Is operating a website that provides links to torrent websites which facilitates unauthorized downloading of musical works a criminal offence? If so, can the operator of such sites expect jail time as punishment for this crime? In a recent decision of the English and Wales Court of Appeal in Evans, R. v  EWCA Crim 139 (14 February 201), the accused, Mr Evans, was convicted of two offences of distributing infringing copies of musical works and was sentenced to 12 months in prison for these crimes.
Archive for the ‘Criminal Law’ category
Every now and again you read decisions that make you shake your head. Mine felt like a salt shaker when I read the decision of the Alberta Court of Appeal last week in R. v. Cockell, 2013 ABCA 112. In this case the Court reversed the conviction of an accused on three counts of child luring using a computer system under s 172.1(1) of the Criminal Code. Why? Incredibly, because it wasn’t proved the BlacKBerry smartphone used to commit the offense was a computer system.
Charter protects employees’ privacy in data stored on employer computers rules Supreme court in R v ColeOctober 21st, 2012
The Supreme Court released its reasons in R. v. Cole, 2012 SCC 53 on Friday. It confirmed that a person has a reasonable expectation of privacy in his personal computer, even if it is owned by his or her employer. A police search of the computer without a warrant violated the accused’s rights under the Canadian Charter of Rights and Freedoms. However, the evidence could nevertheless be admitted into evidence on the facts of the case.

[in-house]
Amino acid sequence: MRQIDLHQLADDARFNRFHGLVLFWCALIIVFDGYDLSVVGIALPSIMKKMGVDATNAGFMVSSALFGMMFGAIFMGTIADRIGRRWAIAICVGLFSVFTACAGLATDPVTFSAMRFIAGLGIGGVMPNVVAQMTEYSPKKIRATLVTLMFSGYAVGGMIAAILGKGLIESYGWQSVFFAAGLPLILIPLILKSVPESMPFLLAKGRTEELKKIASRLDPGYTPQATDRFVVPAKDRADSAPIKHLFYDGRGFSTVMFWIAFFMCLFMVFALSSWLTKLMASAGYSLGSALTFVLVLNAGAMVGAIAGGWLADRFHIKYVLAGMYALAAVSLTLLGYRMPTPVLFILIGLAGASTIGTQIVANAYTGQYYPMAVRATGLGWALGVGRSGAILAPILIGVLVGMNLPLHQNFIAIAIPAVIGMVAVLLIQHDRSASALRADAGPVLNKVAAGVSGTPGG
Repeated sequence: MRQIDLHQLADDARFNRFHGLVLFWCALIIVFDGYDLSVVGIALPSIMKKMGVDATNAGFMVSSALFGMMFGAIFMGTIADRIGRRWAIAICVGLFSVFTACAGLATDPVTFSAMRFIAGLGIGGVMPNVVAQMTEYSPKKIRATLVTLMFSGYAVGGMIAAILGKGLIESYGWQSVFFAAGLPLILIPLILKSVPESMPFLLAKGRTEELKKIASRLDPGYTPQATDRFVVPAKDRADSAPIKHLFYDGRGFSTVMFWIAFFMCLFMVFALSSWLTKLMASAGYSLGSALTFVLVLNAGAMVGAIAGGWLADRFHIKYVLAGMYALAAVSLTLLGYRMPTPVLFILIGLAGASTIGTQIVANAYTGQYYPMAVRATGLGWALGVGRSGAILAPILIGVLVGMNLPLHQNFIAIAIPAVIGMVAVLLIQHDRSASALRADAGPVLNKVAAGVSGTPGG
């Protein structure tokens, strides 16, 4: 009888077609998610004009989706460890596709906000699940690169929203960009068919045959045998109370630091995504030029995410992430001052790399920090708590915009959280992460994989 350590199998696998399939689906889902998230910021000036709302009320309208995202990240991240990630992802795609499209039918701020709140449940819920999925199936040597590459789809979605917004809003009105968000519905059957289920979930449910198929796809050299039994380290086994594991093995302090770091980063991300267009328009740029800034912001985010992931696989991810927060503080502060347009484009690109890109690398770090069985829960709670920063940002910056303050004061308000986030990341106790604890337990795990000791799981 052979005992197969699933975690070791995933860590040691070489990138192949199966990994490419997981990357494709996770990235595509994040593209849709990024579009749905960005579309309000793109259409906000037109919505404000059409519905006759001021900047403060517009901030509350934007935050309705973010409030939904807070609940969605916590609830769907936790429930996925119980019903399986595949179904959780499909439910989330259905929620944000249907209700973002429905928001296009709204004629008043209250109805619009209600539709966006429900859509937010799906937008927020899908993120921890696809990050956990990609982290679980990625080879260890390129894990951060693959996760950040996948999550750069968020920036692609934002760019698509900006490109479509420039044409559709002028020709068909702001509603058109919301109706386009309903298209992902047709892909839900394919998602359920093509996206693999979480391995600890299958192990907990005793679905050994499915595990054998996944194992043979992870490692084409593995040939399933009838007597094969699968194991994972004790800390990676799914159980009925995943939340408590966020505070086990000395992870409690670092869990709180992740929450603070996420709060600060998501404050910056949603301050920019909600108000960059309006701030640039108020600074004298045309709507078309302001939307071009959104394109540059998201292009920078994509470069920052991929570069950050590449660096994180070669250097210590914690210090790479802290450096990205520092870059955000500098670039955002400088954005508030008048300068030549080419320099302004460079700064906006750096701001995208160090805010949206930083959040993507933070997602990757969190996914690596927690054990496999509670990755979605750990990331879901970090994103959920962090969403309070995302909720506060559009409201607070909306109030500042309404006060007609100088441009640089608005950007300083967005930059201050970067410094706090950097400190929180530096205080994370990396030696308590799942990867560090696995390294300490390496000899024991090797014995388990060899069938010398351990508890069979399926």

The facts in R v Cole were summed up in the headnote of the case as follows:
The RCMP just published a report surveying the problems posed by counterfeiting and piracy in Canada. Some of the important findings of the report A National Intellectual Property Crime Threat Assessment, 2005 to 2008 are the following:
- Traditionally viewed as being victimless, Intellectual Property (IP) crime has become a source of health and safety concern in Canada. Health, safety, and economic damages from the consumption and usage of counterfeit goods are being reported on an international scale. Victims of IP crime include, among others, people suffering from life threatening diseases who unknowingly use counterfeit medicines containing little or too many active ingredients, or toxins.
Here are the slides used in my presentation to the Toronto Computer Lawyers Group earlier today, The Year in Review: Developments in Computer, Internet and E-Commerce Law (2009-2010). It covers significant developements since my talk last spring.
The slides include a summary of the following cases and statutory references:
Tercon Contractors Ltd. v. British Columbia, 2010 SCC 4
Internet Broadcasting Corporation Ltd. v Mar LLC  EWHC 844 (Ch)
Gammasonics Institute for Medical Research Pty Ltd v Comrad Medical Sysytems Pty Ltd  NSWSC 267 (9 April 2010)
Kingsway Hall Hotel Ltd. v Red Sky IT (Hounslow) Ltd.  EWHC 965
“The Internet is an open door to knowledge, entertainment, communication — and exploitation.” This is the opening sentence in the Supreme Court’s opinion finding a 32 year old Alberta man guilty of child luring in R. v. Legare 2009 SCC 56
The Alberta man, who had claimed online to be 17, engaged inprivate online “chats” with the complainant, a 12‑year‑old Ontario girl. Both private chats were sexual in nature, and the second included words uttered indicating a desire to engage in explicit sexual activity. The accused was arrested and charged with luring a child contrary to s.172.1(1)(c) of the Criminal Code.